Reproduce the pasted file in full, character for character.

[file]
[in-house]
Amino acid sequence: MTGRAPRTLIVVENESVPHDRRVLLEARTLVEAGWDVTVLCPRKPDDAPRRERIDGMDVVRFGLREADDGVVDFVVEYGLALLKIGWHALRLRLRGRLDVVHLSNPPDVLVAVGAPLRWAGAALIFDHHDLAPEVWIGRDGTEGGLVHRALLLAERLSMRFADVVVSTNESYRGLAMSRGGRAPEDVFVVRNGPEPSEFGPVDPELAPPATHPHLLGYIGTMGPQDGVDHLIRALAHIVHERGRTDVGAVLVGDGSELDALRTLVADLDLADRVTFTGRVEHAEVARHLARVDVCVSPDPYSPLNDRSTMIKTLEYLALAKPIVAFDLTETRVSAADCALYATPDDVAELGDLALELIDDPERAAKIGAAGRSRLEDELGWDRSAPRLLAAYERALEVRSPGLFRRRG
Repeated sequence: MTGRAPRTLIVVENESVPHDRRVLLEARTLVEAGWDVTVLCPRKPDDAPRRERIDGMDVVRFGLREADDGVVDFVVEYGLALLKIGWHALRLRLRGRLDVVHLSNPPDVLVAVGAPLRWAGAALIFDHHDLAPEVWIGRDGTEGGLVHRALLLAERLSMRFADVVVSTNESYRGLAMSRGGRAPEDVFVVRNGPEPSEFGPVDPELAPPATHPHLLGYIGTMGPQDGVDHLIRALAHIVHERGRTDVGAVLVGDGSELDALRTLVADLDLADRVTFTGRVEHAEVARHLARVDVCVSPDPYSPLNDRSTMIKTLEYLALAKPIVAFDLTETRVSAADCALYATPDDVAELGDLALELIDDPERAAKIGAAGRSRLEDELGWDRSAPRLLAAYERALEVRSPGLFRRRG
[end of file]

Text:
[in-house]
Amino acid sequence: MTGRAPRTLIVVENESVPHDRRVLLEARTLVEAGWDVTVLCPRKPDDAPRRERIDGMDVVRFGLREADDGVVDFVVEYGLALLKIGWHALRLRLRGRLDVVHLSNPPDVLVAVGAPLRWAGAALIFDHHDLAPEVWIGRDGTEGGLVHRALLLAERLSMRFADVVVSTNESYRGLAMSRGGRAPEDVFVVRNGPEPSEFGPVDPELAPPATHPHLLGYIGTMGPQDGVDHLIRALAHIVHERGRTDVGAVLVGDGSELDALRTLVADLDLADRVTFTGRVEHAEVARHLARVDVCVSPDPYSPLNDRSTMIKTLEYLALAKPIVAFDLTETRVSAADCALYATPDDVAELGDLALELIDDPERAAKIGAAGRSRLEDELGWDRSAPRLLAAYERALEVRSPGLFRRRG
Repeated sequence: MTGRAPRTLIVVENESVPHDRRVLLEARTLVEAGWDVTVLCPRKPDDAPRRERIDGMDVVRFGLREADDGVVDFVVEYGLALLKIGWHALRLRLRGRLDVVHLSNPPDVLVAVGAPLRWAGAALIFDHHDLAPEVWIGRDGTEGGLVHRALLLAERLSMRFADVVVSTNESYRGLAMSRGGRAPEDVFVVRNGPEPSEFGPVDPELAPPATHPHLLGYIGTMGPQDGVDHLIRALAHIVHERGRTDVGAVLVGDGSELDALRTLVADLDLADRVTFTGRVEHAEVARHLARVDVCVSPDPYSPLNDRSTMIKTLEYLALAKPIVAFDLTETRVSAADCALYATPDDVAELGDLALELIDDPERAAKIGAAGRSRLEDELGWDRSAPRLLAAYERALEVRSPGLFRRRG